Usage of Windows Event Log Analysis to Improve Cyber Defense; Looking Towards the Future: Autonomous Vehicles and Social Consequences
Hicks, Geoff, School of Engineering and Applied Science, University of Virginia
Praphamontripong, Upsorn, EN-Comp Science Dept PV-Summer & Spec Acad Progs, University of Virginia
Elliott, Travis, EN-STS Dept AT-Academic Affairs SA-African American Affairs Business, University of Virginia
Cybersecurity is an ever-expanding field within the realm of computer science that focuses on the protection of networks, programs, or really any form of device that may be vulnerable to cyber-attacks. With cyber-crime on the rise, cyber-security is quickly growing to become a prominent tool used world-wide as a method of defense. I find it be incredibly fascinating, and plan on putting my knowledge in the field to use as I pursue a career as a cyber-defense analyst for the government after my graduation.
Completing these theses has been a wonderful journey. By doing so I have put my accumulated knowledge of cyber security to use, conveying both my technical understanding of the subject as well as the real world-social impact created by the technology. Doing so has allowed my personal reflection on the subject, and has served as an inspiration for my continued work within the field.
My technical paper discusses the completion of a multi-step assignment I was given by the DARPA sponsored P-CORE organization, whom I was doing cyber-security related research for at the time. For this assignment I was to create a virtual environment to run cyber-attacks in, and then record the windows event logs generated by the attacks in order to better detect similar cyber-attacks in the future. The paper was written to primarily describe the implementation of the process, with parts of the wording being simplified to make it easier for non-computer literate individuals to understand.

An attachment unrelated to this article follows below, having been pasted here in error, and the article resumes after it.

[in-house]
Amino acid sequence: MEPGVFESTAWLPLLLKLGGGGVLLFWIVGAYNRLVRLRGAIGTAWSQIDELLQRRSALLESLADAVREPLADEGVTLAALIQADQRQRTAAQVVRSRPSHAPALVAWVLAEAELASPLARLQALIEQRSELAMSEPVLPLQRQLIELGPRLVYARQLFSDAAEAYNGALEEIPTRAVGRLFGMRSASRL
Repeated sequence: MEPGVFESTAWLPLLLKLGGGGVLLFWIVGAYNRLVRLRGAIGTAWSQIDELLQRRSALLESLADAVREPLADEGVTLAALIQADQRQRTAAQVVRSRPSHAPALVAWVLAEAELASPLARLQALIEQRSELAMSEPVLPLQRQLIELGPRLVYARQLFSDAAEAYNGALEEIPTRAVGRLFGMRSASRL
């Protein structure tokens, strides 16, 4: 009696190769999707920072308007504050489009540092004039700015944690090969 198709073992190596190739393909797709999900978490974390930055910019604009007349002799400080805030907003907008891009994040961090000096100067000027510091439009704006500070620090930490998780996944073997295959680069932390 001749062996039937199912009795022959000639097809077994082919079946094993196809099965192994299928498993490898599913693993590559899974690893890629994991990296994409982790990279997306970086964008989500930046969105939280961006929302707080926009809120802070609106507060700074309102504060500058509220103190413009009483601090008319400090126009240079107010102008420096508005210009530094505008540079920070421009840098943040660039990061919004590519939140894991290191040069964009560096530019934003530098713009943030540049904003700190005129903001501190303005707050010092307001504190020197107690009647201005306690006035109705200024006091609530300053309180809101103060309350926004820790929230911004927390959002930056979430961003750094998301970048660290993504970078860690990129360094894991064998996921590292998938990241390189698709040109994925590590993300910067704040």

For the STS paper, the topic of focus was autonomous vehicles and their social impact on society. The framework chosen to aid in this examination was the social construction of technology (SCOT). Using the tenants of said framework, I examined how the technology was used by others, as well as the different social groups that were both positively and negatively changed by the implementation of said technology. From this research a conclusion was drawn that no matter what kind of ethical impact self-driving technology may have on society, it’s here to stay.
I thank Dr. Upsorn Praphamontripong and Professor Travis Elliott for the guidance and wise advice they provided during the creation of this paper. Additionally, I would like to thank my friends and family for the never-ending support they have graciously given me during my time at UVA. All of you mean the world to me, and I couldn’t have made it this far without your involvement in my life.
BS (Bachelor of Science)
autonomous vehicles, cars, computer science
School of Engineering and Applied Sciences
Bachelor of Science in Computer Science
Technical Advisor: Upsorn Praphamontripong
STS Advisor: Travis Elliott
Technical Team Members: Jake Smith, Rajiv Sarvepalli
All rights reserved (no additional license for public reuse)